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The myth of “Australian experience”

​2021 was undoubtedly the year of the candidate. After the horror show of 2020 and mass layoffs, the demand for talent arrived in 2021 like no other year on record.

Whether candidates were active job seekers or happily engaged with their employers, the recruitment hotline was flashing red with role after role and more and more money and flexibility on the table to entice even the most highly engaged candidates across the Australian technology market.

Such was the level of demand that many candidates moved more than once, fast tracking career trajectories and increasing salaries by up to 30%.

Demand in 2022 continues, with no sign yet of “the great resignation”, perhaps a product of organisations taking advantage of remote working technology to create increasingly harder-to-leave environments.

Where is the tech talent now?

So where do organisations look for tech talent? The simple answer it would seem, would be to look at the influx of talent arriving – or planning to arrive – from overseas markets.

However, a surprising majority of Australian organisations seem to be defaulting back to an age-old adage, namely “candidates must have Australian experience”. This seems to make very little sense in the Australian tech workforce of 2022.

What is Australian experience?

So what part of the “Australian experience required” is uniquely Australian?

Firstly, it seems obvious that tech people from all over the world have figured out how to work remotely, autonomously, and productively regardless of their nationality and/or culture. Haven’t we all?

Slotting into a team in 2022 is a behavioural skill that does not appear to be uniquely Australian, nor does there appear to be a special way of working which we alone have adopted and kept secret from the rest of the World.

Next, the suggestion that perhaps our workplaces, environments, or work practices are either more complex or harder to learn seems never to have held much water. A tech candidate from Finland, India, or Bulgaria would, or at least could, have worked with sophisticated tech in complex business environments and managed multiple and diverse stakeholders in much the same way that is expected or necessary in Australia. That is a transferable skill regardless of your country of origin.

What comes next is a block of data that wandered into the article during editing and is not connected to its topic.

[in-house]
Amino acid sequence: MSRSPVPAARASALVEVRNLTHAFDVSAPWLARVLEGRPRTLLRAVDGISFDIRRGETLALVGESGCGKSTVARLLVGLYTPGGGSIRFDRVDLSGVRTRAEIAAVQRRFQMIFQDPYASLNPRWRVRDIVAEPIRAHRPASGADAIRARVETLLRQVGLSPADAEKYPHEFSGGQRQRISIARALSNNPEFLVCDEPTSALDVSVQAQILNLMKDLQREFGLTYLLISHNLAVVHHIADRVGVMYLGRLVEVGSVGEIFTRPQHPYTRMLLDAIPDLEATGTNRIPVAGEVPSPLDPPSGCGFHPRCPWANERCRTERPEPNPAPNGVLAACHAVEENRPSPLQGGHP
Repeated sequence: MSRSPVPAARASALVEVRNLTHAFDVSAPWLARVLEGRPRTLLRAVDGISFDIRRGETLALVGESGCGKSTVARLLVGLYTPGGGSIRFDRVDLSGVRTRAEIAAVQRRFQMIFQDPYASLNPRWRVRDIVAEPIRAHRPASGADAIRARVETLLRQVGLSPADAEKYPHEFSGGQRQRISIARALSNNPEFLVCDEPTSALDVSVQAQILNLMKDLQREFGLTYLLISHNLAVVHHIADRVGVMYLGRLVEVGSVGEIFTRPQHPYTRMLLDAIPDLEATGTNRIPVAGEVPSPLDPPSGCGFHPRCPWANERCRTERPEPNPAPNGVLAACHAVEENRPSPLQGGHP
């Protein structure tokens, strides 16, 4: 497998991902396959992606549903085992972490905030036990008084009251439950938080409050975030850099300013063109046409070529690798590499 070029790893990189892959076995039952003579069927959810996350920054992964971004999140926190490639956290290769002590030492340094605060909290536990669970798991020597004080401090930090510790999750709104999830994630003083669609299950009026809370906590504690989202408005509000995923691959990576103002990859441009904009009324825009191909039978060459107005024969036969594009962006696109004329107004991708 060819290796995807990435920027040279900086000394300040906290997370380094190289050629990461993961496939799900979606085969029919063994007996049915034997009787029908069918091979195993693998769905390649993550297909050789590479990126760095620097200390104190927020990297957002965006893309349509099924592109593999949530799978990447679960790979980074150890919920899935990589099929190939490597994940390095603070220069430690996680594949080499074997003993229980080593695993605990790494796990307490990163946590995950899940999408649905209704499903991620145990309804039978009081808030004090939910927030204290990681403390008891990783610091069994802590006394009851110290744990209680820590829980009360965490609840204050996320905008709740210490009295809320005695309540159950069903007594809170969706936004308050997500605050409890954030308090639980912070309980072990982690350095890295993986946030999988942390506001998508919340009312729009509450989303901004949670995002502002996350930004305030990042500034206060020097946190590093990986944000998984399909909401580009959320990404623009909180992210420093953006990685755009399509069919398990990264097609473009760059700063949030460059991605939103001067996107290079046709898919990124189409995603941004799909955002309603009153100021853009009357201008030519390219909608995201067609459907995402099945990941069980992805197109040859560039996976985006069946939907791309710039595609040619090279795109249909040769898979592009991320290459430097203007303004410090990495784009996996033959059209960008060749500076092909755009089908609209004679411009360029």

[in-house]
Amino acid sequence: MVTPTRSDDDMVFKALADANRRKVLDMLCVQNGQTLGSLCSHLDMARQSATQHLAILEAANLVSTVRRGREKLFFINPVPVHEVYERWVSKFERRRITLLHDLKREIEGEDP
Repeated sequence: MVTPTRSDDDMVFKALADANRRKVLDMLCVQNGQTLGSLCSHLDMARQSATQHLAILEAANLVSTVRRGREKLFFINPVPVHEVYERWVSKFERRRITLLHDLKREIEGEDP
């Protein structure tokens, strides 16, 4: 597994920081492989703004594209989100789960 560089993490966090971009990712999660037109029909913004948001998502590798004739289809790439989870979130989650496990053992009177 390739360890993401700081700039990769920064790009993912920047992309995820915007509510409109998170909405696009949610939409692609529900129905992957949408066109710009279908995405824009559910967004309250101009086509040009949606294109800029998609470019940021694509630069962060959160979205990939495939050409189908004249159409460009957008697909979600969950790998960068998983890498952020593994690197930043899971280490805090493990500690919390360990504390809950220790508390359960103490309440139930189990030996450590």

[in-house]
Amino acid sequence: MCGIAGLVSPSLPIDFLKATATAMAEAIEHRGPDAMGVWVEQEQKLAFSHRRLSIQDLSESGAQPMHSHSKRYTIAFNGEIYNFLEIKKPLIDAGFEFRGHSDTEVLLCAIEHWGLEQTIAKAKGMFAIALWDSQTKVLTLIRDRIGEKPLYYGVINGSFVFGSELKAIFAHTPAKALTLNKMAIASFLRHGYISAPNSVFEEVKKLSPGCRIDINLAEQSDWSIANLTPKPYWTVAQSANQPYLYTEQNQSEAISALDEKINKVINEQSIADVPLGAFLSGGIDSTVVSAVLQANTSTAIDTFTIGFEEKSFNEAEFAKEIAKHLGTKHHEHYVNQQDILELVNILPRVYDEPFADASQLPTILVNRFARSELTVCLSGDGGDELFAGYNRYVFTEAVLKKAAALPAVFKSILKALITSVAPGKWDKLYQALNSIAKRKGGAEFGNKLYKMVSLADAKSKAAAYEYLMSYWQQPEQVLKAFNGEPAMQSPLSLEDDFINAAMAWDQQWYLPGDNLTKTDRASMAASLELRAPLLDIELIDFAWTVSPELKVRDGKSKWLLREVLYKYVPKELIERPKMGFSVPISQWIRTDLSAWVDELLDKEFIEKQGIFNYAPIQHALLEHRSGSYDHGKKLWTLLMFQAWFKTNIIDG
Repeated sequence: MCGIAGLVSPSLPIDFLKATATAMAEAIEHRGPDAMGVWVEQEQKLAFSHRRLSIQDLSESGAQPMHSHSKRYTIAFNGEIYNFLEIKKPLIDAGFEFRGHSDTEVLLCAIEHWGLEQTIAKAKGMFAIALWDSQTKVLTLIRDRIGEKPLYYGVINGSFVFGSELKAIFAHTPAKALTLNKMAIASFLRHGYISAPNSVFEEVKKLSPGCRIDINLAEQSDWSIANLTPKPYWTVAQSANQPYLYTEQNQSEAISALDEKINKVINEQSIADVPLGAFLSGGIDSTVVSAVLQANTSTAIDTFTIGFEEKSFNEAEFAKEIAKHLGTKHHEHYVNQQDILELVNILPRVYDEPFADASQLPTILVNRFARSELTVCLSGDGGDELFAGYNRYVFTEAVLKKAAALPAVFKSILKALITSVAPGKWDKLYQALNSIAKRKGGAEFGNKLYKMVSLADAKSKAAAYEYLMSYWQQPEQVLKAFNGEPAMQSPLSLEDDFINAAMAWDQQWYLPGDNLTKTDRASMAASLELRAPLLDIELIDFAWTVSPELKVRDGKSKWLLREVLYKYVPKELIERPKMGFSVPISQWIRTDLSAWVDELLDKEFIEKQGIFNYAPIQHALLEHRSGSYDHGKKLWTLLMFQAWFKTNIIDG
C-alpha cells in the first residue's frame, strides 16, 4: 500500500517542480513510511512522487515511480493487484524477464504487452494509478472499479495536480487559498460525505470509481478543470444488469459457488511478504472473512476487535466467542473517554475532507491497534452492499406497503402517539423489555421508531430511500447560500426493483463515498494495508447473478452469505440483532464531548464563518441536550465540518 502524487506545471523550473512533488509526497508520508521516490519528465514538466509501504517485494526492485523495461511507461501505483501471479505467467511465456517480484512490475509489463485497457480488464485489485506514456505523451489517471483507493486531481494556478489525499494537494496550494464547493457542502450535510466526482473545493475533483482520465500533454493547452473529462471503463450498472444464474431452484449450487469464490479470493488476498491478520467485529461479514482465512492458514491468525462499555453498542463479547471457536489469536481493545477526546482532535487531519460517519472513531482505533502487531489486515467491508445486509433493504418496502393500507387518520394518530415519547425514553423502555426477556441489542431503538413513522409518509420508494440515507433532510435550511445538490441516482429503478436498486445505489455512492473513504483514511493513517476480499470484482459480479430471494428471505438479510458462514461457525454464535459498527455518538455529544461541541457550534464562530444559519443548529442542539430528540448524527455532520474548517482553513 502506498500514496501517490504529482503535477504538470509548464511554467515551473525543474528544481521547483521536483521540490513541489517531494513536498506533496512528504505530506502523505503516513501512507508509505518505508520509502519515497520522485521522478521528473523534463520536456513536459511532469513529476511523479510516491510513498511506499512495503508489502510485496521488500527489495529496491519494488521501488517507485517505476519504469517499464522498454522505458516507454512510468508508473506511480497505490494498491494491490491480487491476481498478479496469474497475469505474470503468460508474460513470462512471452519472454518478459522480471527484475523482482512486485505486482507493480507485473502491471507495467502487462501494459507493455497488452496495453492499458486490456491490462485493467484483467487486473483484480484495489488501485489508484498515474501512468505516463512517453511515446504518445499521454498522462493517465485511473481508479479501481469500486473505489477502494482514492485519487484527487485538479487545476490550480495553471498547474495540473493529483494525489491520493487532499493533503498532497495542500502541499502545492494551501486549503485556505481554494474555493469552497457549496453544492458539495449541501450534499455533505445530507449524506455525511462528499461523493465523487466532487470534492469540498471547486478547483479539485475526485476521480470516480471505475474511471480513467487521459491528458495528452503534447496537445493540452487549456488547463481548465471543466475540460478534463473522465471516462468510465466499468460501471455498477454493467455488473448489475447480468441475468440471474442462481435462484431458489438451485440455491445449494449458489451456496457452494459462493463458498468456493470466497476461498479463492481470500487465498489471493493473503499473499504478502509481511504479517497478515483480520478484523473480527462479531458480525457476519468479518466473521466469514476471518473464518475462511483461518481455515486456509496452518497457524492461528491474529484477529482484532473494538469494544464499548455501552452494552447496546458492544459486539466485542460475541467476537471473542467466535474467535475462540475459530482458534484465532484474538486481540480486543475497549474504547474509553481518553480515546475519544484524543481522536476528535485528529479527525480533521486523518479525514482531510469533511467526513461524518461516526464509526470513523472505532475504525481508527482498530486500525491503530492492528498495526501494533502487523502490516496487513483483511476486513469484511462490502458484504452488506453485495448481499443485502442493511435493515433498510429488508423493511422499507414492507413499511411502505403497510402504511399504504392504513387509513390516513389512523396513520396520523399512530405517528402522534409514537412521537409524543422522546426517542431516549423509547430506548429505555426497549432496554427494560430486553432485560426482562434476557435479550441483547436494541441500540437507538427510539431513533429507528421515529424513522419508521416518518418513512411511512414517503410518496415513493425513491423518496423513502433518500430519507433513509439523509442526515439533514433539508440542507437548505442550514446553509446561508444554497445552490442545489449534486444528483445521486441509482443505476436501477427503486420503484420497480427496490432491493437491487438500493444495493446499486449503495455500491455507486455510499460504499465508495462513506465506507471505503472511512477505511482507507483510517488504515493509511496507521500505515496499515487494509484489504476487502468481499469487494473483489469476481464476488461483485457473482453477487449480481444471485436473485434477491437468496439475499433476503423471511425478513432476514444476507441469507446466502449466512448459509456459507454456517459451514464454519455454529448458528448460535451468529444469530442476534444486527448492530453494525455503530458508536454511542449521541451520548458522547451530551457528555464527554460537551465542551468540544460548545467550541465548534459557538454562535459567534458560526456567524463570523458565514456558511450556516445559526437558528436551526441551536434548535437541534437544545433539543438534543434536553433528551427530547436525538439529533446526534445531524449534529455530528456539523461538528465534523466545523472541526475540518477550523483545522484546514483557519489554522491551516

Thirdly, and perhaps most perplexing, is the commonality of the technical language the world over. Software development is software development anywhere you go – the same language, the same processes, the same frameworks, and technical stacks from Belgium to Brazil and Chile to China. Is there really a difference in Australian technical skills?

Particularly in software and data analytics, there are globally recognised standards that surely undermine the need for local experience. There is an argument to suggest that candidates from some other regions (the UK and US for example) are working on technical assignments that are more advanced than we are here in Australia.

We all seem to have found the ability to work with distributed teams who speak different languages to us, or at least not as proficient in English, but surely we have moved on from there.

Great tech talent is great tech talent

Great tech talent is great tech talent irrespective of the country they are from, with many countries having significantly deeper talent pools that we enjoy here in Australia.

Visa issues don’t seem to be the issue any longer either. Working Holiday Maker (WHM) visas enable 12 months continuous work, and software and applications programmers (ANZSC0 code 261399) has 12 visas including the skilled nominated subclass 190 permanent residency visa. Could sponsorship be a way to offset the aggressive market increases incumbent in hiring local talent?

We’ve spent 2 years complaining about borders being shut and our organisations being understaffed, yet the prevailing sentiment seems to be to wait for other organisations to hire migrants to Australia and hire the people they displace.

That might be a long wait.

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